If you’ve wanted to switch to an all natural cat litter rather than use a clay cat litter or some other generic clumping cat litter, but have hesitated because of the extra cost for a premium cat litter, learn how you can save money on eco-friendly cat litters. Even if you’re already green, read on to learn a few tips on how you might save some green.
First off, if you’re currently using a clay cat litter, I’ll be straight with you. Yes, natural cat litters cost more. How much more? Obviously it varies depending on what type of kitty litter you’re currently using and what type of litter you want to switch to, but a general ballpark would be twice as much. For example, a 20 lb bag of Fresh Step clay cat litter costs $5.99 whereas a 20 lb bag of Feline Pine is $9.99. If you were to buy Feline Pine’s uber premium clumping cat litter, Feline Pine Scoop, a 10 lb bag would set you back by $13.99.
Don’t be discouraged. There are ways to save money on eco-friendly cat litters so that they cost the same or even less than using a regular litter. Here are a few tips to on saving money so that you can switch from your clumping clay litter to a green cat litter.
1. Free Cat Litter
Like it or not, most natural cat litters are now made by huge conglomerates. The ma/pop kitty litter brands have sold out to the Purinas of the world. While the ideals of the original company founder are probably long lost, the benefit is that their products are now available at more stores making it more convenient for more people to use them.
With the big business, comes big promotions. The marketers working for these companies want you to switch cat litters, but they know that they have some huge obstacles to overcome to get you to switch to a different brand of cat litter. Thus, many premium cat litter companies regularly have special offers for free cat litter.
I’ve noticed it myself on my blog in the Google ad on my site. Every once in a while, I’ll see a link advertising free cat litter for one of the premium brands of all natural cat litter. You don’t need to visit cat blogs and scour random ads. Just search the web for free cat litter. Right now, I just ran a quick search for “free cat litter” and found rebates for free bags of World’s Best cat litter and Feline Pine.
2. Cat Litter Coupons
Searching for cat litter coupons is not nearly as productive as searching for free cat litter. However, I did find a cat litter coupon for Yesterday’s News to save $1.50. I’m sure I’ve also seen them have special offers for free cat litter before. Most of the cat litter coupons that came up were for the un-green litters such as Fresh Step.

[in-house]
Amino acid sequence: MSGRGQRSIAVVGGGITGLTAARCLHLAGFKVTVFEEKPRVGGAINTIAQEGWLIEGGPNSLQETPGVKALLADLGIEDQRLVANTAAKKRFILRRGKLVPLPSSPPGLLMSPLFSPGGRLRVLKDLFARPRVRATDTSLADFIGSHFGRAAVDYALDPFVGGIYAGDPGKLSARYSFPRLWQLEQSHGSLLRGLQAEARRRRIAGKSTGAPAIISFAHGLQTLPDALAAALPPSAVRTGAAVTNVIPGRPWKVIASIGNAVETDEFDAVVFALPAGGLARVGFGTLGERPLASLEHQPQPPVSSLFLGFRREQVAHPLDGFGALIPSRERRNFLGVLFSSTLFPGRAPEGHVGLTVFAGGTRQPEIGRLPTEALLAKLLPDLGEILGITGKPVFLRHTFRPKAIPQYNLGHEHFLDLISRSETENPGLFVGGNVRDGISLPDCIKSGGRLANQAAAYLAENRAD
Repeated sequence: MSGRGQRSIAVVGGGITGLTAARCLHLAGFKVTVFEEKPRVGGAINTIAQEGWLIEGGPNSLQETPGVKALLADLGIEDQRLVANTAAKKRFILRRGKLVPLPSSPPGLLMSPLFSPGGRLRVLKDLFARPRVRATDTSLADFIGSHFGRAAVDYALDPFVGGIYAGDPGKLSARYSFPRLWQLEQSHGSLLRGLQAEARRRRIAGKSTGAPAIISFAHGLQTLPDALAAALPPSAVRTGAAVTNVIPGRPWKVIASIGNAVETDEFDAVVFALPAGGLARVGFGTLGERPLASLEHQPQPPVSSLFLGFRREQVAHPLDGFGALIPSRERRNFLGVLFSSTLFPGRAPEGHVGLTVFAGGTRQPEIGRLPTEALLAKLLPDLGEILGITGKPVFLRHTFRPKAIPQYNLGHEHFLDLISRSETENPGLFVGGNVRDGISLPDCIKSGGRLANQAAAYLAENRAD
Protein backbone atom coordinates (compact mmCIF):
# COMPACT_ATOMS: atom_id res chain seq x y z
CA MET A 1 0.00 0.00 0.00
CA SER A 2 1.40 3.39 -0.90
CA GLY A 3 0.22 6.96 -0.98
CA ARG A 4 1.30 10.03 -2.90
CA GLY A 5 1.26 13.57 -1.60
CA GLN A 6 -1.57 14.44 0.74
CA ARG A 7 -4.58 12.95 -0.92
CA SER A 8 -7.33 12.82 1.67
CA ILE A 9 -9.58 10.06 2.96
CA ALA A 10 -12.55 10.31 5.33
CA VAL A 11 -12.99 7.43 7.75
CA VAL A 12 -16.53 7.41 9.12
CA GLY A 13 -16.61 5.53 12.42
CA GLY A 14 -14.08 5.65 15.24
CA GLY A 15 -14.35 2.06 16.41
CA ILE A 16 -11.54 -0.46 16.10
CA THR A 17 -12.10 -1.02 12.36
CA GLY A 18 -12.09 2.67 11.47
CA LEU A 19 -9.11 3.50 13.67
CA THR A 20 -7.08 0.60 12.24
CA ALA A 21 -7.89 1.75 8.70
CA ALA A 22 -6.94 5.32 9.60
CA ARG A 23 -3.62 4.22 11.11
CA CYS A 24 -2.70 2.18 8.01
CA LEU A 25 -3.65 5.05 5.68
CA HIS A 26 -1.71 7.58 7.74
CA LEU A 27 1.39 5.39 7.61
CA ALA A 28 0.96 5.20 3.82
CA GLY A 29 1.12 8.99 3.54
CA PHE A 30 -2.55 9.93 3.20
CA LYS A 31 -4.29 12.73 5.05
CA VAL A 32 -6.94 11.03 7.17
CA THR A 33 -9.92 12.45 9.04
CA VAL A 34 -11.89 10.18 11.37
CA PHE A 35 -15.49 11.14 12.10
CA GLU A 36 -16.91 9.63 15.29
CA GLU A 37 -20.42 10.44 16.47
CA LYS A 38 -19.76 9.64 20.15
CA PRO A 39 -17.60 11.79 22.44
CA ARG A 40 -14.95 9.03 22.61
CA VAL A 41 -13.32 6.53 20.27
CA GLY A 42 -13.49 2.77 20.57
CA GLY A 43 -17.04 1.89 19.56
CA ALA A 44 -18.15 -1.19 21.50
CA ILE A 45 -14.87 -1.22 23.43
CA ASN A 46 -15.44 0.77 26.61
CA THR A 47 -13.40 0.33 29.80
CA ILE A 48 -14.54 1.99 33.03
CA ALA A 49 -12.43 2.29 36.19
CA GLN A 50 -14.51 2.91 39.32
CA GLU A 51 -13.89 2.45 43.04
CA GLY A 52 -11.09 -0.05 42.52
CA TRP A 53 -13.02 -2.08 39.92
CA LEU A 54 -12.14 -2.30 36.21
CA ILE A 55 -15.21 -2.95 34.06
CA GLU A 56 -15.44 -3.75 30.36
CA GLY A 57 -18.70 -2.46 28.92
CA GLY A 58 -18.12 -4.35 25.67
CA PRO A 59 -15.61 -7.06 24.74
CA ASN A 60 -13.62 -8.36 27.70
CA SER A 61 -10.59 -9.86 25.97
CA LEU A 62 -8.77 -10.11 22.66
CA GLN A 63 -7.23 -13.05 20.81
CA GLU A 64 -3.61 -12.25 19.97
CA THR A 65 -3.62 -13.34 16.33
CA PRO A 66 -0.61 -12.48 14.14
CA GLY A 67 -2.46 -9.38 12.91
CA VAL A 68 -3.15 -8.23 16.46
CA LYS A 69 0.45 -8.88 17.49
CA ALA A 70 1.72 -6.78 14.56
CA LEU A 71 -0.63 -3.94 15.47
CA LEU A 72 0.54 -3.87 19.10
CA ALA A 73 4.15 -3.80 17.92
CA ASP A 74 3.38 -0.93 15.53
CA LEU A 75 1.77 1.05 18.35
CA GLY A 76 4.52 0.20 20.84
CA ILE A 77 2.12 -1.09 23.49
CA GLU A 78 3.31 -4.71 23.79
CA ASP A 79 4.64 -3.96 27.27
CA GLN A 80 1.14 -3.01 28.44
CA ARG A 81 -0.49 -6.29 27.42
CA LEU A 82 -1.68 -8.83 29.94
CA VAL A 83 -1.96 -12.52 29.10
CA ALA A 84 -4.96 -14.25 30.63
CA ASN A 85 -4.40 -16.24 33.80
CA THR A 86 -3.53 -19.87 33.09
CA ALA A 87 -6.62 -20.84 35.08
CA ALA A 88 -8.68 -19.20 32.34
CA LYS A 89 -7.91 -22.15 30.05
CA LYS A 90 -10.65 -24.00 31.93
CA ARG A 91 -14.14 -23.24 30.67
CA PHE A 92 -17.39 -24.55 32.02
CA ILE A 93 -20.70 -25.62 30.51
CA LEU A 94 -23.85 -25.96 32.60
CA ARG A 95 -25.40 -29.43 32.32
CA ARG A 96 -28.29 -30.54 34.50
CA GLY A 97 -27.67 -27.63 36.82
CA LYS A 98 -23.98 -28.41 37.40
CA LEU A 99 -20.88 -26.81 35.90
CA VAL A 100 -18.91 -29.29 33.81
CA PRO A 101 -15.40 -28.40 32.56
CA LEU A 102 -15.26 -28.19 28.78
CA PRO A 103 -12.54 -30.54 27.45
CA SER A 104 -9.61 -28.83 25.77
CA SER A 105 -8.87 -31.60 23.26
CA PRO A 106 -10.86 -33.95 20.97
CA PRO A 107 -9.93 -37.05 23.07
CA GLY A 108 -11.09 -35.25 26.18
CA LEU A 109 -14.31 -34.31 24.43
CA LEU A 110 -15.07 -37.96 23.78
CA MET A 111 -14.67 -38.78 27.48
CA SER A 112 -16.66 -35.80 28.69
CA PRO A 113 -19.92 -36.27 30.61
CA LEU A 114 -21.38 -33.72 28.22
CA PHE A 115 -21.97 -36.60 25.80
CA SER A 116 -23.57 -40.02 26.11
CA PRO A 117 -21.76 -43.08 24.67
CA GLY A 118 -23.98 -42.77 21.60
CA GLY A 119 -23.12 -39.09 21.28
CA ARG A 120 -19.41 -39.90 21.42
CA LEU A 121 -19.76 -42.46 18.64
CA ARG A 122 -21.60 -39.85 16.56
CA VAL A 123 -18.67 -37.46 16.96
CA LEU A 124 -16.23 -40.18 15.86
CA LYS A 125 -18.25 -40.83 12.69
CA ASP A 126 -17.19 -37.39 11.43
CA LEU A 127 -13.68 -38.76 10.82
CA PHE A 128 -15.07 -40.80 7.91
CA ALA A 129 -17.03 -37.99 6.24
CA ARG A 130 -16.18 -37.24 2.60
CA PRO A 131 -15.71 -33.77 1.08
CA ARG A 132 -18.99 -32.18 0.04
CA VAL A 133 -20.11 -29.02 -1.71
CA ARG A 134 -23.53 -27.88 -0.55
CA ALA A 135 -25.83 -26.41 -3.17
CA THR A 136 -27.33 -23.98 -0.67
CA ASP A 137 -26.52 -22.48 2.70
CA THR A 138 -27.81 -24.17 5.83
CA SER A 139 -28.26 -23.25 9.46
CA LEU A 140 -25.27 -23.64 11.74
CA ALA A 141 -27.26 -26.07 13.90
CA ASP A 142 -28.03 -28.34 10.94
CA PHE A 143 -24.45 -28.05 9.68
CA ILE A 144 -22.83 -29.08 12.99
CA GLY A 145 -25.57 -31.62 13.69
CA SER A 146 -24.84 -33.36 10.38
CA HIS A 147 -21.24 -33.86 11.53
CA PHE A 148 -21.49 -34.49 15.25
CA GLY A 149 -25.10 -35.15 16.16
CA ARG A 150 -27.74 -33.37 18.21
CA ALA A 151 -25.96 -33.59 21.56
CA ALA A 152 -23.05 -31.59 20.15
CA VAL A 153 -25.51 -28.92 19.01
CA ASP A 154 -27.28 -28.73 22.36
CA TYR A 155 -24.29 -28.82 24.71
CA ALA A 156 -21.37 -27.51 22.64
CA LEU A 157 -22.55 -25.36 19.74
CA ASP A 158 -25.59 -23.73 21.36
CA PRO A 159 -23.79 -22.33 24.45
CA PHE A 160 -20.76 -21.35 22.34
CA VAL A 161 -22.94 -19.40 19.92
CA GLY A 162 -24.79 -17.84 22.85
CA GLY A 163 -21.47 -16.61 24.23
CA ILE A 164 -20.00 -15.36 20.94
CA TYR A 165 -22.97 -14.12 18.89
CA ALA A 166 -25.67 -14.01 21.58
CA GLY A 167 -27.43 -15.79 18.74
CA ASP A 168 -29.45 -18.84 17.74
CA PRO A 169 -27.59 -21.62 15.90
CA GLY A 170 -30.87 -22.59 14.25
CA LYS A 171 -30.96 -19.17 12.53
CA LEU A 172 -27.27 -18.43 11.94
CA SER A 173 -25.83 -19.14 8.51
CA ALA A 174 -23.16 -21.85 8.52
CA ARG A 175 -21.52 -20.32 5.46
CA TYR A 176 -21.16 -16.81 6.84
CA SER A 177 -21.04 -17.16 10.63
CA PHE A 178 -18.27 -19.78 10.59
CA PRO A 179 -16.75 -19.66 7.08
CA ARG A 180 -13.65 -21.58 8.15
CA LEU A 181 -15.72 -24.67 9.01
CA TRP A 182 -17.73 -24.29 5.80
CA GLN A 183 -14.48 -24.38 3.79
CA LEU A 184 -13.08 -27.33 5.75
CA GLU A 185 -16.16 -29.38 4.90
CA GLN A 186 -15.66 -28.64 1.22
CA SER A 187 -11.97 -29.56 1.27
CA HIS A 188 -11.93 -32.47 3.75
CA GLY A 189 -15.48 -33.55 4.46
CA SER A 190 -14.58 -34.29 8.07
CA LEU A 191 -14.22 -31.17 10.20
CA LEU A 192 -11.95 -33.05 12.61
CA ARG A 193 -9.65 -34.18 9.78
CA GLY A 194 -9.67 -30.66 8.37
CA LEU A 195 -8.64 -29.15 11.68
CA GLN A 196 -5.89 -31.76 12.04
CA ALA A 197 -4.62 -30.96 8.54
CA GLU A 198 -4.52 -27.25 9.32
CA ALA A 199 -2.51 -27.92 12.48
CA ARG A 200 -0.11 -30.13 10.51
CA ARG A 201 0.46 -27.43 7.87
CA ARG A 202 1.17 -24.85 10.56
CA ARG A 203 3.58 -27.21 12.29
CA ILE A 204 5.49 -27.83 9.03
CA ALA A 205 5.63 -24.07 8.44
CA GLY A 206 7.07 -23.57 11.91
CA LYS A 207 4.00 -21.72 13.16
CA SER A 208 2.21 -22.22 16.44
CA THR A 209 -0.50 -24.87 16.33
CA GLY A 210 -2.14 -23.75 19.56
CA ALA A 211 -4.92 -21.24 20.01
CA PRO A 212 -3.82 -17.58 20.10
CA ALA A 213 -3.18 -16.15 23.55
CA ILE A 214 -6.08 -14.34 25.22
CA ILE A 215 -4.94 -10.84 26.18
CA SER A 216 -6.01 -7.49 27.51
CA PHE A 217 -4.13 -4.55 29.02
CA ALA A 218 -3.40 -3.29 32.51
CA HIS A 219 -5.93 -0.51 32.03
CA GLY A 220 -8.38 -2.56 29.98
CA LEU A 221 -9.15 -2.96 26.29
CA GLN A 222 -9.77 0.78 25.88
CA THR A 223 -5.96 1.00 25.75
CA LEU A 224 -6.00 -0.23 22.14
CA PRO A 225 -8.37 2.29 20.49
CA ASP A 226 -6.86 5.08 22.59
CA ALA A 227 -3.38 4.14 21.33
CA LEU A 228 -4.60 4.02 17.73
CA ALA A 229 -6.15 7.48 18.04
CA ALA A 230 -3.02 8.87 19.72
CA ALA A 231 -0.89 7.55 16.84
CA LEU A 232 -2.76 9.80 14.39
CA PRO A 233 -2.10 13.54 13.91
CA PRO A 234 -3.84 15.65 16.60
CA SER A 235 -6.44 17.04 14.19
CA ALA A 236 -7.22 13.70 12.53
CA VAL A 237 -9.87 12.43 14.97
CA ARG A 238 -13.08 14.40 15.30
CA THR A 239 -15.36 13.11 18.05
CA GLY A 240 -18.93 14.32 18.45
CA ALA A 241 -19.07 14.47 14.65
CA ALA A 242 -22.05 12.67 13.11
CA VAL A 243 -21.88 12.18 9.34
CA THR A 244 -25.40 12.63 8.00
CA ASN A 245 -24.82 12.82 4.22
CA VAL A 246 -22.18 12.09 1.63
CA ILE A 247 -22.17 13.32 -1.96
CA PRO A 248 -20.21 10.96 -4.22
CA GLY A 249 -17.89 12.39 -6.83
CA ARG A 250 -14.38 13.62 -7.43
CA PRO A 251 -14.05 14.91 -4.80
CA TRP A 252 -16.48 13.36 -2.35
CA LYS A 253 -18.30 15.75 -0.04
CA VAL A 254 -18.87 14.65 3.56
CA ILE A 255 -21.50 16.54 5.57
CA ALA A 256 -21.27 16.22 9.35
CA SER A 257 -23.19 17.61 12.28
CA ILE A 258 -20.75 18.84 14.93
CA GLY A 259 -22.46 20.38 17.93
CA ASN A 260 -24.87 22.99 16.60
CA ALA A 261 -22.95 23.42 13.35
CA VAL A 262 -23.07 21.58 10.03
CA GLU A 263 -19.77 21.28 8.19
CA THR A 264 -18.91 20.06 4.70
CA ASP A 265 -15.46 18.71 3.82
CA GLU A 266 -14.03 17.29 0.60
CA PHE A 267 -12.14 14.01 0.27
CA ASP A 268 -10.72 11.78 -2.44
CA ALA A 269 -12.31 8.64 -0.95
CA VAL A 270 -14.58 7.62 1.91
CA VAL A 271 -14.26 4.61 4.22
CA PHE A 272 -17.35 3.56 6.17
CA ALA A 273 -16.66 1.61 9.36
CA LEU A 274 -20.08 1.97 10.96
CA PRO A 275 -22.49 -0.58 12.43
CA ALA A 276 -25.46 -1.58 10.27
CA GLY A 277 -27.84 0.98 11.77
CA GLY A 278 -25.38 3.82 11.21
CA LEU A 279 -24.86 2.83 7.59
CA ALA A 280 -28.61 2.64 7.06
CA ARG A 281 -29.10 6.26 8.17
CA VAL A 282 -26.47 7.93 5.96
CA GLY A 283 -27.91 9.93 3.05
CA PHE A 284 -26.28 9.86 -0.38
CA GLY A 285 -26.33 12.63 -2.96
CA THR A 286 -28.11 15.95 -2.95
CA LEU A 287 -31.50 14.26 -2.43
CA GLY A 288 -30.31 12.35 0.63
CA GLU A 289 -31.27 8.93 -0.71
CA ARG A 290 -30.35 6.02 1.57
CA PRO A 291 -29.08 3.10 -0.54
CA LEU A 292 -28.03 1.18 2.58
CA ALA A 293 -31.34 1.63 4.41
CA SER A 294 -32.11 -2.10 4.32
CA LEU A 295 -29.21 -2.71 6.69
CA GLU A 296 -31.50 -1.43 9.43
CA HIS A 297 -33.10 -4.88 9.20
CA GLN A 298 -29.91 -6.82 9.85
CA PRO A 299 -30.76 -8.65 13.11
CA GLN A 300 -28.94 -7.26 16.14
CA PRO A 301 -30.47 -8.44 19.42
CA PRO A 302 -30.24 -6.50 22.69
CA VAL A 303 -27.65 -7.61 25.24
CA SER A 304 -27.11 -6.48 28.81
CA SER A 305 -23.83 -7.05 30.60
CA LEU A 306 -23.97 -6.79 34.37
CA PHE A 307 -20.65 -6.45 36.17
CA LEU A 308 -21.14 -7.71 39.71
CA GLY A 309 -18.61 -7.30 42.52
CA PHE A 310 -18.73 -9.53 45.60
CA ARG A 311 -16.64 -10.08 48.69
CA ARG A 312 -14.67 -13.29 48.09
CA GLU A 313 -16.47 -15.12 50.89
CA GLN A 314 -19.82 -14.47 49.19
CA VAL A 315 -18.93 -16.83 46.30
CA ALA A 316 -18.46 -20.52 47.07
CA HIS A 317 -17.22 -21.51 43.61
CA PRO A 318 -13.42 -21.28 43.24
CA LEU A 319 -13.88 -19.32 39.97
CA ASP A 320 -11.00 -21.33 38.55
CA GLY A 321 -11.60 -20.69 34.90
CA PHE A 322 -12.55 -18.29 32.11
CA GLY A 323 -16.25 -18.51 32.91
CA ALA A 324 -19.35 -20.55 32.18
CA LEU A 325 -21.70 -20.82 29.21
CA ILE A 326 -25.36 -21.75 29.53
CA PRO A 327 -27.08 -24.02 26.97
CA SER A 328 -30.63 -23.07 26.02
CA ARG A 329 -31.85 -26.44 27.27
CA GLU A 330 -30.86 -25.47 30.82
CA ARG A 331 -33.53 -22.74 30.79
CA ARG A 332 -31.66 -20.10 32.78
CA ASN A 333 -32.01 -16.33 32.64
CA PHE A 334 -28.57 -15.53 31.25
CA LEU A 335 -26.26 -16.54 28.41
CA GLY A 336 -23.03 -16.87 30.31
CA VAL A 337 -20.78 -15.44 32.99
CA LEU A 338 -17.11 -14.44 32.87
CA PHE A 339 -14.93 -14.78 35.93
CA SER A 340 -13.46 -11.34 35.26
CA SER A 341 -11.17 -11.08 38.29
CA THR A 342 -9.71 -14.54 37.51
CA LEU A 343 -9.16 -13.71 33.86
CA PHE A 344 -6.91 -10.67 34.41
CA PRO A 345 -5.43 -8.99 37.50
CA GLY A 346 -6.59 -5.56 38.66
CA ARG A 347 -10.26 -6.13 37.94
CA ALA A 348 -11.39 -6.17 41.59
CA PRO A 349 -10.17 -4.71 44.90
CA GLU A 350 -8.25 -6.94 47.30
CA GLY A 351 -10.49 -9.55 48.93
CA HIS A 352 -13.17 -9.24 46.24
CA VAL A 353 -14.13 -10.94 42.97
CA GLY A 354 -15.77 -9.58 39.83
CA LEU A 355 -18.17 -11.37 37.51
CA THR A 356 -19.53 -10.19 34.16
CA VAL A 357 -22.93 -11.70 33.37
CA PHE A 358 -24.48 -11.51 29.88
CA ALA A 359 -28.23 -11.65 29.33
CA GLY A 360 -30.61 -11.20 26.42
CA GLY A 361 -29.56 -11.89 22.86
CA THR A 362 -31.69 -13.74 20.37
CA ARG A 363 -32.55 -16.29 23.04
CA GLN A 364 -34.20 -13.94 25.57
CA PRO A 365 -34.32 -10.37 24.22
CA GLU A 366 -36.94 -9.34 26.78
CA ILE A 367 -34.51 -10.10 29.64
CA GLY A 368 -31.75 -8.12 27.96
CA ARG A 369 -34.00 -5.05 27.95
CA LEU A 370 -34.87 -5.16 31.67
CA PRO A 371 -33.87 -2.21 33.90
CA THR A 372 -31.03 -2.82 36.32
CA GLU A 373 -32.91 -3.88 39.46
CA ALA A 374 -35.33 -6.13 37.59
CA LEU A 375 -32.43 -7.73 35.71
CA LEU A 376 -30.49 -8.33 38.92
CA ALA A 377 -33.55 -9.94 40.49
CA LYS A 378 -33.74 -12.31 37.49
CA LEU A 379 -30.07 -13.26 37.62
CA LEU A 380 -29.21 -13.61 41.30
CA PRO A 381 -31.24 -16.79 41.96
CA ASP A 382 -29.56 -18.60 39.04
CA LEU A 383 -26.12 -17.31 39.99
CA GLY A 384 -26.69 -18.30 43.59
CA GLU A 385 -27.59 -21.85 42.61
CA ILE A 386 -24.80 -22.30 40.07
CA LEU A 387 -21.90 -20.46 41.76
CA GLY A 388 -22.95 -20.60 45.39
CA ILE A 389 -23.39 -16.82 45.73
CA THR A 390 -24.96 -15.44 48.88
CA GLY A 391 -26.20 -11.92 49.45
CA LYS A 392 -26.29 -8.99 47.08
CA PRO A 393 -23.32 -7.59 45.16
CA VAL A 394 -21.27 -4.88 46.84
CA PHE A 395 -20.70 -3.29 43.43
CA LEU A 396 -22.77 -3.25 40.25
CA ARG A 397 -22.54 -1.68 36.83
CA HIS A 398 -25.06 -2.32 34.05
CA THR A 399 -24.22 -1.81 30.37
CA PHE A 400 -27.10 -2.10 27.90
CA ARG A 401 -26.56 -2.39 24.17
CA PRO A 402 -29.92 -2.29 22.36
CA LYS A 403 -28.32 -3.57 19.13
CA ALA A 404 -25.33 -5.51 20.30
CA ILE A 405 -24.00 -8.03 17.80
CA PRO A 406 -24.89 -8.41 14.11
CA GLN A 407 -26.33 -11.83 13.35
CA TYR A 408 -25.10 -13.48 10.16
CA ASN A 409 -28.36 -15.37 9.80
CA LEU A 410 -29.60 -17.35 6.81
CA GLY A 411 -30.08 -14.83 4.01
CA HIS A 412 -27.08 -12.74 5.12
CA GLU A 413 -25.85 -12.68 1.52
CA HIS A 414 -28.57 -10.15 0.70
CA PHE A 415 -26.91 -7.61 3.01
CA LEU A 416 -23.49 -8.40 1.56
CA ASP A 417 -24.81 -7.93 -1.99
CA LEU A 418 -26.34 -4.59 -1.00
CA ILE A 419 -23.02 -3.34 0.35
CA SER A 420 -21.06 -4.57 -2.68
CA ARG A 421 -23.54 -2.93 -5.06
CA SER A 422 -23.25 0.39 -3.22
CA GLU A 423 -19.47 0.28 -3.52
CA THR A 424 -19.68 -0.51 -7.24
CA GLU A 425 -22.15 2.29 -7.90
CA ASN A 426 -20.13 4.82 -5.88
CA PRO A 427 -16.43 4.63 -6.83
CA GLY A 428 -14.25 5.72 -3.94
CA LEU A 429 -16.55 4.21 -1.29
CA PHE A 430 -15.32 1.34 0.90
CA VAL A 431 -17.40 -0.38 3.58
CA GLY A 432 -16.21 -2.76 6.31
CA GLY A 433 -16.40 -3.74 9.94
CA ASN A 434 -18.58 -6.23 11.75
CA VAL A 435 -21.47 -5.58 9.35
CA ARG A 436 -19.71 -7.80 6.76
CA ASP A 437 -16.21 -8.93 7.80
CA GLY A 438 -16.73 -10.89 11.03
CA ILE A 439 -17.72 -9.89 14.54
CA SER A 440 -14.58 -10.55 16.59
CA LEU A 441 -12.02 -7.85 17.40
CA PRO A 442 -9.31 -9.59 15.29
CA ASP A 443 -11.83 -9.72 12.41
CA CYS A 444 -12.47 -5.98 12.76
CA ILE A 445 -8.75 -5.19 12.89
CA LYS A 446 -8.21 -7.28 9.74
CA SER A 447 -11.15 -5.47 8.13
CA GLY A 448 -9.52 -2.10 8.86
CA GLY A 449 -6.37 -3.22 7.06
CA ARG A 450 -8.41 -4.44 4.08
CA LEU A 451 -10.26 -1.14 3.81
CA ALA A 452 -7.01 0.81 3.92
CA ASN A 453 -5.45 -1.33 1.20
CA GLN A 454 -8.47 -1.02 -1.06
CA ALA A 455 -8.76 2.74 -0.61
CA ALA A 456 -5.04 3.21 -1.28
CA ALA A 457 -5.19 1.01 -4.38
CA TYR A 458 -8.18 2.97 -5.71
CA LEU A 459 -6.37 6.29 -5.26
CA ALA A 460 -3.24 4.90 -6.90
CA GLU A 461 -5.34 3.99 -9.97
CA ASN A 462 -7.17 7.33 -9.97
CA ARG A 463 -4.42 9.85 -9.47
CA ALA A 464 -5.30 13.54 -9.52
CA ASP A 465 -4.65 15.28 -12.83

3. Compare Prices for Natural Cat Litters
Free cat litter and cat litter coupons will help you get started, but the savings need to continue with your regular day-to-day usage of kitty litter. This is a pretty obvious tip, but shop around to compare the prices of natural cat litters. In general, natural cat litters cost more, but how much more depends on the litter you choose, the size of the bag and where you purchase it.
Furball uses Cat Country, an organic cat litter made from wheatgrass. Being an organic cat litter, you would expect it to cost more, but we pay about $7 for a 20 lb bag at a local ma/pop pet supply store. That’s a dollar more than Fresh Step, but steps ahead in eco-friendliness.
4. Use Less Litter
This may seem like an oxymoron, but using less litter can actually reduce litter box odors and you’ll also save hundreds of dollars on cat litter. In the past, I always added more litter to reduce the smell from the litter box. It wasn’t until I tried toilet training Furball (enter “toilet train” in the search if you want to read how this went) that I discovered that I could significantly reduce the amount of litter we used and also cut down on litter box odors.
During the toilet training, I had to reduce the litter to less than a half inch layer on a small tray sitting on the toilet seat. Furball was just as happy doing his business on a third of an inch of litter as two inches worth.
When we stopped the toilet training experiment, I started putting a third of an inch of litter in his box. I did have to scoop every day, but I was practically scooping daily before, so it wasn’t much of a change. With less litter in the box, it was actually much easier to scoop.
During the past five months, we’ve used only one 40 lb bag of cat litter. We used to go through a 40 lb bag of litter every other month. Now, we’re down to just over two bags a year, bringing the cost of using an organic cat litter to about $30 a year, a savings of 65%. If you could reduce the cost of using a natural cat litter by 65%, that would bring it on par with clay cat litter. So, now there’s no excuse not to switch to a natural cat litter!